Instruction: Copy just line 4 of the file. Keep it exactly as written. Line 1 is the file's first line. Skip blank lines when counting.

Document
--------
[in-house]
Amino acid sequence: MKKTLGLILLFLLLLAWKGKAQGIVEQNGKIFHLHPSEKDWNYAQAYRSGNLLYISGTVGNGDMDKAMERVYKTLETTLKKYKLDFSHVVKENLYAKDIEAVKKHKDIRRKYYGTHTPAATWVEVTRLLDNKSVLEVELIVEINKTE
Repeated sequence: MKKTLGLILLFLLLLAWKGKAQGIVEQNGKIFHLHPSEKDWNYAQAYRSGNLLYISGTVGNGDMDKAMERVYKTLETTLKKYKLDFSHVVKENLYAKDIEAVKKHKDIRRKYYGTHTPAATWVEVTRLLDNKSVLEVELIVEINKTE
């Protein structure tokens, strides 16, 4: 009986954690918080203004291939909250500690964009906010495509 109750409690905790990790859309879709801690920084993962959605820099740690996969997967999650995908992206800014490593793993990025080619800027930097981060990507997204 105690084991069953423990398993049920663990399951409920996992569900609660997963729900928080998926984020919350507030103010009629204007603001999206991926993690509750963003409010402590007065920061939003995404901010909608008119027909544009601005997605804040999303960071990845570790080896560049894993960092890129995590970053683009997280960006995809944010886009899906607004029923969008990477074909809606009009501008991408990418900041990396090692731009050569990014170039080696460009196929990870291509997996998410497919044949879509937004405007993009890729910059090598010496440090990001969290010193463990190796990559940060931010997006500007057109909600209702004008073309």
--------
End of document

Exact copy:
């Protein structure tokens, strides 16, 4: 009986954690918080203004291939909250500690964009906010495509 109750409690905790990790859309879709801690920084993962959605820099740690996969997967999650995908992206800014490593793993990025080619800027930097981060990507997204 105690084991069953423990398993049920663990399951409920996992569900609660997963729900928080998926984020919350507030103010009629204007603001999206991926993690509750963003409010402590007065920061939003995404901010909608008119027909544009601005997605804040999303960071990845570790080896560049894993960092890129995590970053683009997280960006995809944010886009899906607004029923969008990477074909809606009009501008991408990418900041990396090692731009050569990014170039080696460009196929990870291509997996998410497919044949879509937004405007993009890729910059090598010496440090990001969290010193463990190796990559940060931010997006500007057109909600209702004008073309």